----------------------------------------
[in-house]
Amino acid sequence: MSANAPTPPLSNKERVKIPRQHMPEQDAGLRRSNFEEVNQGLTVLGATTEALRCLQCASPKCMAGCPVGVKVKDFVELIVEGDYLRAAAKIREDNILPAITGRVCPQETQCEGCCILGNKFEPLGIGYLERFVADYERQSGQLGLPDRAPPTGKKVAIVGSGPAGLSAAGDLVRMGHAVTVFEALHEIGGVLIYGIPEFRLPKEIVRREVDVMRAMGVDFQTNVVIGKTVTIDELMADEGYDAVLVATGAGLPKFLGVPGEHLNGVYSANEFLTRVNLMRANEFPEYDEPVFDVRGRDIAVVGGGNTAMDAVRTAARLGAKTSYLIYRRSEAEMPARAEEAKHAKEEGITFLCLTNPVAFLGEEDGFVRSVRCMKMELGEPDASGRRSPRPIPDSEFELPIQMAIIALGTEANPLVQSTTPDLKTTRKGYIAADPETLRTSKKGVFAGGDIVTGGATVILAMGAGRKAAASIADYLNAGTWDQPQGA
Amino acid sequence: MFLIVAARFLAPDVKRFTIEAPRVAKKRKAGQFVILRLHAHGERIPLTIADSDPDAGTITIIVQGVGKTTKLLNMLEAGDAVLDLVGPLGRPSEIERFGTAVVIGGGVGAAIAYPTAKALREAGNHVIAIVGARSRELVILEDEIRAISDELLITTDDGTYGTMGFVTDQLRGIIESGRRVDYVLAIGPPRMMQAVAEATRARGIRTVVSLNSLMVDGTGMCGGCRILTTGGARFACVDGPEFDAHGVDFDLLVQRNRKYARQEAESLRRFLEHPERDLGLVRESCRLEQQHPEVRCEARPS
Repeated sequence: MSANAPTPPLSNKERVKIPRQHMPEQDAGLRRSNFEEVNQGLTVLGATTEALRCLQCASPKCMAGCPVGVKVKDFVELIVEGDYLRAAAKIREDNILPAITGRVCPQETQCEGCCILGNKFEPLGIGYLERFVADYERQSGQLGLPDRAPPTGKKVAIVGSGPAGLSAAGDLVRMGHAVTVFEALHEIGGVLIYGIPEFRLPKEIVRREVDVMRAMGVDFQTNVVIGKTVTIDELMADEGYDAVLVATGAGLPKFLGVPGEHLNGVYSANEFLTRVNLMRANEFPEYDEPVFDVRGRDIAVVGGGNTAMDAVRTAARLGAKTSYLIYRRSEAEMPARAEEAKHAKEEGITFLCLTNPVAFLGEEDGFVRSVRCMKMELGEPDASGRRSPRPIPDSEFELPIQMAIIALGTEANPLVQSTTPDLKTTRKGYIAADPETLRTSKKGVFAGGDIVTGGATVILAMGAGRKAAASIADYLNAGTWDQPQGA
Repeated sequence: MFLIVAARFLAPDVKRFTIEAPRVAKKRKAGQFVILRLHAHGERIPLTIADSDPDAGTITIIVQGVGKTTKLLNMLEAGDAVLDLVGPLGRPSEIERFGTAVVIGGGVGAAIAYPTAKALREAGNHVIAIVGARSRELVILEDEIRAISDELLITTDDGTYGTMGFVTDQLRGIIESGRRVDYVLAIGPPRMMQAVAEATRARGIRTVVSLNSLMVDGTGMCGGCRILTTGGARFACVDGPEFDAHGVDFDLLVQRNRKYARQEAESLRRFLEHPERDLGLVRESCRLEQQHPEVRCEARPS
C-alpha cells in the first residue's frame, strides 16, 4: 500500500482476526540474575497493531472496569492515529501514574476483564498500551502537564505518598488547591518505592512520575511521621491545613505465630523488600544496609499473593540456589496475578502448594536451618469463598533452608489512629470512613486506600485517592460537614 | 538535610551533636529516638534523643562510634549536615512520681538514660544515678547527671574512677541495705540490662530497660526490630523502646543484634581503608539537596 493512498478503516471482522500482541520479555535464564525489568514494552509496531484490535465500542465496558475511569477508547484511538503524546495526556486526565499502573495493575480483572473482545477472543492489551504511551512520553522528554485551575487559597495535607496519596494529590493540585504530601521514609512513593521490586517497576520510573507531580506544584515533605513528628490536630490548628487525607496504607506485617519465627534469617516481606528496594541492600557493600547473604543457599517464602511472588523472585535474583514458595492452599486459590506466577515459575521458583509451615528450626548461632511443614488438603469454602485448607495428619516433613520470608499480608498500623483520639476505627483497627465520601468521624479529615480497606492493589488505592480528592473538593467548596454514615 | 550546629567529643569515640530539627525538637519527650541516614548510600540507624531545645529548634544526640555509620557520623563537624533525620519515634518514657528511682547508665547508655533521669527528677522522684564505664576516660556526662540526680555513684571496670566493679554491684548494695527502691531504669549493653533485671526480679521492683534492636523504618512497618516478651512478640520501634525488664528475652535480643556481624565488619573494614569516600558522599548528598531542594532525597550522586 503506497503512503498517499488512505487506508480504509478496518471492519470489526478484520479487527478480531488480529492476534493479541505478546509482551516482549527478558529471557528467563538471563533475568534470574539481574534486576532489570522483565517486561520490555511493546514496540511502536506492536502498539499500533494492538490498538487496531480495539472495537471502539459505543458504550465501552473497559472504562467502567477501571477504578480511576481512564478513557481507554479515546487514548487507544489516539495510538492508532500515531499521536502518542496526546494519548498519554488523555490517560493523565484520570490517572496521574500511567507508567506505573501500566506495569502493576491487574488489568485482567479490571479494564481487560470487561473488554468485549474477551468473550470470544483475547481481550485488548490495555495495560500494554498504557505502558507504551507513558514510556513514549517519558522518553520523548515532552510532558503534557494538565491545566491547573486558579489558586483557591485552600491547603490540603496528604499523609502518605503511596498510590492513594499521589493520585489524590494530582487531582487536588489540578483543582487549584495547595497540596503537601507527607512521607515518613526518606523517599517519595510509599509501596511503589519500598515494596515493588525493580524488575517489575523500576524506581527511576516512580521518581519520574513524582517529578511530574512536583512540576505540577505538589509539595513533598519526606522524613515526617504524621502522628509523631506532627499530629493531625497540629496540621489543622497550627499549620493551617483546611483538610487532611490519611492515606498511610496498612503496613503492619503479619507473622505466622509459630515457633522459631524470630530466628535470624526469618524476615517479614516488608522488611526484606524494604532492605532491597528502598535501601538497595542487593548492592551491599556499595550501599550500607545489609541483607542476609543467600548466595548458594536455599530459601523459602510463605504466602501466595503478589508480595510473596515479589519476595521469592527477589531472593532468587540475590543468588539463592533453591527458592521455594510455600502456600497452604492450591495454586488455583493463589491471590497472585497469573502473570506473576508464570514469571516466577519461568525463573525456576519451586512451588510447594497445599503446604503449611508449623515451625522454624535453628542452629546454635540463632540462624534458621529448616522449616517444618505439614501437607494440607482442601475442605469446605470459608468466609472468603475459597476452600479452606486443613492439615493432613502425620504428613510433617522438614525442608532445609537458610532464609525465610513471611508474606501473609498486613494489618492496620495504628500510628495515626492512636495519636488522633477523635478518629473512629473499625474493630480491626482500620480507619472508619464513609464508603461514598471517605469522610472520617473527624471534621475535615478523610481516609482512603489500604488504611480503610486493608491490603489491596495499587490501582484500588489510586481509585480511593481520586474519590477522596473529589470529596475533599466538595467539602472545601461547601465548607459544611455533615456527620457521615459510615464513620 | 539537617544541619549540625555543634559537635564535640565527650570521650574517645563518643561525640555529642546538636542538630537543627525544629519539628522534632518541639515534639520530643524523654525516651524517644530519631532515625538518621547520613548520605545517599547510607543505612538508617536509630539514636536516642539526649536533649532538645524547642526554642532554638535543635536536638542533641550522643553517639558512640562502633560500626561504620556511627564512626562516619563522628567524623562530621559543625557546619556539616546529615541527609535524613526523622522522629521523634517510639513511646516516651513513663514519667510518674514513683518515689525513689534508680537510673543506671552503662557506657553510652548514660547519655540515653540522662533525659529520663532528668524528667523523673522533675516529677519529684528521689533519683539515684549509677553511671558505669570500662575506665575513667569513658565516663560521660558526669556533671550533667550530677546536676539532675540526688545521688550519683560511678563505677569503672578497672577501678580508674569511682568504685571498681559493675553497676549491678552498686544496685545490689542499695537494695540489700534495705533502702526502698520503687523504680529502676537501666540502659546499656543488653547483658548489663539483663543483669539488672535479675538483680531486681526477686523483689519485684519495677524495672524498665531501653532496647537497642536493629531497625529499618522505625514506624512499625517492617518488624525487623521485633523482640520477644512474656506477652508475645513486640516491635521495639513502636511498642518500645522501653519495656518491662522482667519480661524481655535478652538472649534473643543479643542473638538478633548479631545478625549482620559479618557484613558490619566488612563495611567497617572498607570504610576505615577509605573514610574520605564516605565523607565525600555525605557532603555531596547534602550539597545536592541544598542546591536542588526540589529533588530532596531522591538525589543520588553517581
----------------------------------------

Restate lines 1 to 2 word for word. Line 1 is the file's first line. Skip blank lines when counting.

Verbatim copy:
[in-house]
Amino acid sequence: MSANAPTPPLSNKERVKIPRQHMPEQDAGLRRSNFEEVNQGLTVLGATTEALRCLQCASPKCMAGCPVGVKVKDFVELIVEGDYLRAAAKIREDNILPAITGRVCPQETQCEGCCILGNKFEPLGIGYLERFVADYERQSGQLGLPDRAPPTGKKVAIVGSGPAGLSAAGDLVRMGHAVTVFEALHEIGGVLIYGIPEFRLPKEIVRREVDVMRAMGVDFQTNVVIGKTVTIDELMADEGYDAVLVATGAGLPKFLGVPGEHLNGVYSANEFLTRVNLMRANEFPEYDEPVFDVRGRDIAVVGGGNTAMDAVRTAARLGAKTSYLIYRRSEAEMPARAEEAKHAKEEGITFLCLTNPVAFLGEEDGFVRSVRCMKMELGEPDASGRRSPRPIPDSEFELPIQMAIIALGTEANPLVQSTTPDLKTTRKGYIAADPETLRTSKKGVFAGGDIVTGGATVILAMGAGRKAAASIADYLNAGTWDQPQGA